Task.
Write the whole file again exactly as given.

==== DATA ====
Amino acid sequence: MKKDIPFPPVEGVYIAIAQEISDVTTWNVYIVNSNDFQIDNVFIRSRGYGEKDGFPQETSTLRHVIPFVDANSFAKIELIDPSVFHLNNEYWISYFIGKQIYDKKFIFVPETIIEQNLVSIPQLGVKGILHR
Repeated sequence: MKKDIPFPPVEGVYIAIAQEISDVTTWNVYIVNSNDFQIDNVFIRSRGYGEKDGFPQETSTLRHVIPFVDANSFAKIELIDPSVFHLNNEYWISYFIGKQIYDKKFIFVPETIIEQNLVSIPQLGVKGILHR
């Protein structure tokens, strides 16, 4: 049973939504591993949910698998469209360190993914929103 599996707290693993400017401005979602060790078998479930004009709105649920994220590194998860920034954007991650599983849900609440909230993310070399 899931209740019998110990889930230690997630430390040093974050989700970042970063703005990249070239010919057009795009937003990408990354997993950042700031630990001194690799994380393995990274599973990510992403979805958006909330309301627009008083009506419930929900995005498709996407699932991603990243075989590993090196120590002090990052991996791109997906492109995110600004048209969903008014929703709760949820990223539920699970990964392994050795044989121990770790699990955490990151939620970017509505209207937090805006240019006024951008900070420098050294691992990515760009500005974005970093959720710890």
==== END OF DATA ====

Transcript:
Amino acid sequence: MKKDIPFPPVEGVYIAIAQEISDVTTWNVYIVNSNDFQIDNVFIRSRGYGEKDGFPQETSTLRHVIPFVDANSFAKIELIDPSVFHLNNEYWISYFIGKQIYDKKFIFVPETIIEQNLVSIPQLGVKGILHR
Repeated sequence: MKKDIPFPPVEGVYIAIAQEISDVTTWNVYIVNSNDFQIDNVFIRSRGYGEKDGFPQETSTLRHVIPFVDANSFAKIELIDPSVFHLNNEYWISYFIGKQIYDKKFIFVPETIIEQNLVSIPQLGVKGILHR
């Protein structure tokens, strides 16, 4: 049973939504591993949910698998469209360190993914929103 599996707290693993400017401005979602060790078998479930004009709105649920994220590194998860920034954007991650599983849900609440909230993310070399 899931209740019998110990889930230690997630430390040093974050989700970042970063703005990249070239010919057009795009937003990408990354997993950042700031630990001194690799994380393995990274599973990510992403979805958006909330309301627009008083009506419930929900995005498709996407699932991603990243075989590993090196120590002090990052991996791109997906492109995110600004048209969903008014929703709760949820990223539920699970990964392994050795044989121990770790699990955490990151939620970017509505209207937090805006240019006024951008900070420098050294691992990515760009500005974005970093959720710890």